Patients with metastatic or primary disease to the lung can be treated using a small 17-gauge needle. This needle produces significant heat is used to kill abnormal cancer cells. Using CT guidance, lung lesions 1 to 5 cm in size can be successfully treated with microwave ablation. The procedure is performed under general anesthesia. The patient is admitted for 23-hour observation.

Using CT guidance, a small wire is placed within the lung or chest lesion. This helps the surgeon for guidance and minimizes the risks of the operation.

Patient’s with abnormal pulmonary arteries such as fistula or arterial venous malformations are at risk for stroke as well as long-term heart failure. Using a small catheter placed into the leg vein, a plug or coils is advanced and used to block off the abnormal vessel. The patient is discharged from the hospital 24 hours after the procedure with a small Band-Aid on the leg.

Patient’s presenting with hemoptysis, coughing up blood, can be treated by stopping flow to the affected bronchial artery. A catheter is placed in the femoral artery. The bronchial artery is selected and small particles are injected into the affected artery. The blood flow is stopped to the abnormal mass or infection. As a result, the symptoms of hemoptysis/coughing up blood improve.

Bone/Soft tissues

Using CT guidance, a small needle is placed into the patient’s bone lesion or bone marrow so a sample can be obtained and sent to the pathology department for diagnosis. The patient is discharged 2 hours after the procedure.

Patients with cancer can have metastatic disease to the soft tissues or bone. Unfortunately, there can often be significant nerve pain associated with these areas. A small needle can be passed into these areas using CT or US guidance. Lethal hot or cold therapy can be used to kill the tumor in these areas. This treatment can substantially reduce the pain associated with these metastatic or primary lesions. The patient is generally discharged later that same day or early the next morning.

Vascular

Using conscious sedation within the outpatient or inpatient setting, short term or longer term IV catheter access can be provided with the lowest possible cost to the patient.

Patients that have dialysis fistulas or grafts can be seen by our department. In a minimally invasive manner, issues with narrowing or problems with the fistula can be diagnosed and treated.

Patients with clot in the lower extremity veins are at risk for the clot moving to the heart and lungs, creating a life threatening pulmonary embolus. The interventional radiologist can perform a 5 to 10 minute procedure where a filter is placed in the inferior vena cava, blocking the clots on the way to the heart and lungs. Once the patient’s clots resolve in the leg veins, the filter can be removed with a similar 5 to 10 minute procedure.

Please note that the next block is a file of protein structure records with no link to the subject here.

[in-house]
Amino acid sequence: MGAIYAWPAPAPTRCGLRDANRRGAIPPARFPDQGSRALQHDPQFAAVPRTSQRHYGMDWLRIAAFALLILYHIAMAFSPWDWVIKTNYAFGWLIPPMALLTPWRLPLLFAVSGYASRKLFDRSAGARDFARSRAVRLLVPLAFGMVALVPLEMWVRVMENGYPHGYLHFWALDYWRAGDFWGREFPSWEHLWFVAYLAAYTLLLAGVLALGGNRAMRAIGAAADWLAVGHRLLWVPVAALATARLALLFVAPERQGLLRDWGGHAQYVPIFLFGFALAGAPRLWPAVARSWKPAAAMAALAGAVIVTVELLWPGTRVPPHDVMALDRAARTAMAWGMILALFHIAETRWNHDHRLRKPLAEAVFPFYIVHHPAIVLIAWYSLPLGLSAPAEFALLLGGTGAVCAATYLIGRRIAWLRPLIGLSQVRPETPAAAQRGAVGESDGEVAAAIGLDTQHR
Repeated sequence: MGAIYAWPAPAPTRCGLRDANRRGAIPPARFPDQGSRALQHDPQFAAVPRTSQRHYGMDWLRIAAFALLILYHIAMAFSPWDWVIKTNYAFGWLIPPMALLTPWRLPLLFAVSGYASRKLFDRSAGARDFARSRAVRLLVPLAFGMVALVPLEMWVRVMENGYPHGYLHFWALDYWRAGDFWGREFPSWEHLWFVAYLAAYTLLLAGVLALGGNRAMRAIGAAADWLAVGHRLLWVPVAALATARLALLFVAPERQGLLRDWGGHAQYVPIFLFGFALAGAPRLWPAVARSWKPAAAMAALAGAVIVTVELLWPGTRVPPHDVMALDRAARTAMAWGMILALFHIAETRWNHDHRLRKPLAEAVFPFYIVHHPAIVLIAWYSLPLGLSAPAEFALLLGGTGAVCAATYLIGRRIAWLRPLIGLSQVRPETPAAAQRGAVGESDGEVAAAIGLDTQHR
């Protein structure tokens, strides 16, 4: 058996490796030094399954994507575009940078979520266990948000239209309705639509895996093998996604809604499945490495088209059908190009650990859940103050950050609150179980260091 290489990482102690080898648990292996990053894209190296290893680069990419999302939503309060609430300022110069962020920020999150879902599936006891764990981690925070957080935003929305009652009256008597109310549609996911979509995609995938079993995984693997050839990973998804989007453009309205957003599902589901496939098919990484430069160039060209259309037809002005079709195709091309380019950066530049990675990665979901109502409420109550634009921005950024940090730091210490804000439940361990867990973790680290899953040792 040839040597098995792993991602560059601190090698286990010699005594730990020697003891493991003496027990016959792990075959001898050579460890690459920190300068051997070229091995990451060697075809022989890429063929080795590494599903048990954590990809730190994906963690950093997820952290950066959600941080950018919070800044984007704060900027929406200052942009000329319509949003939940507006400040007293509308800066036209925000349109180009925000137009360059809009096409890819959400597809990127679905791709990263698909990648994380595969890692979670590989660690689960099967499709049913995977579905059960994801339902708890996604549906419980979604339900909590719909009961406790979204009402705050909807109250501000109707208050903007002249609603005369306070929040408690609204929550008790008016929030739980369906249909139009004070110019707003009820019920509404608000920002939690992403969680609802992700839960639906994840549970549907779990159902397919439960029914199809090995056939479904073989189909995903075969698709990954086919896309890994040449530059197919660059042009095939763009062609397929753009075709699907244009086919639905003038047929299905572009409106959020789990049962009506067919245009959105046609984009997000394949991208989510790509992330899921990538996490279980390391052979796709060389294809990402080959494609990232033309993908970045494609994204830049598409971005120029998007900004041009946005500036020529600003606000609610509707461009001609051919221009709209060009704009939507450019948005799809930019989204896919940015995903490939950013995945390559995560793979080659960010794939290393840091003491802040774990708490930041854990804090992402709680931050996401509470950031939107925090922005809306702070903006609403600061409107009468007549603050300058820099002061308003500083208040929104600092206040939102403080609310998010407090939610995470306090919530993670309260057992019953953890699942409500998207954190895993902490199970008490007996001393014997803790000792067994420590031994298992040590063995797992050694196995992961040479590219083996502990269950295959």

Patients who have recovered from their acute problem of clotting in the leg veins can be seen in our interventional radiology IVC filter removal clinic, call (864) 455-4349. Both temporary and permanent filters can now be removed to reduce the risk for future clot within the filter or within the lower extremity veins.

Ports can often be used for multiple years for treatment and blood aspiration. If an issue has occurred with the port over time, our department can check the port and often times fix the problem in a minimally invasive manner without the need for removing the existing access.

The interventional radiology team is available around-the-clock for emergency consults involving life-threatening bleeding. Using a small incision in the leg or wrist, a small catheter is advanced into the affected artery in the body. With the use of x-ray, active/life-threatening bleeding can be stopped with coils or plugs with very low risk to the patient. Pseudoaneurysms, aneurysms, AV fistulas, and actively bleeding tumors can be treated in a similar manner. The patient is sent to the floor or ICU with a small Band-Aid on the puncture site.

Patients can be born with or develop abnormal vessels or problems with their lymphatic system. These patients can be at potential risk for stroke, long-term heart failure and infection. These malformations can be treated in a minimally invasive manner using a small needle or catheter along with the use of sclerosing agents. The patient is discharged in the same day of the procedure or the next morning with a small Band-Aid over the puncture site.

Patients can develop problems with their parathyroid gland, adrenal glands, and pituitary glands. Often it is difficult for the surgeons to localize where the abnormality in the gland exists. Using x-ray guidance, the veins from the particular gland can be sampled to give the surgeon the specific location of the abnormality.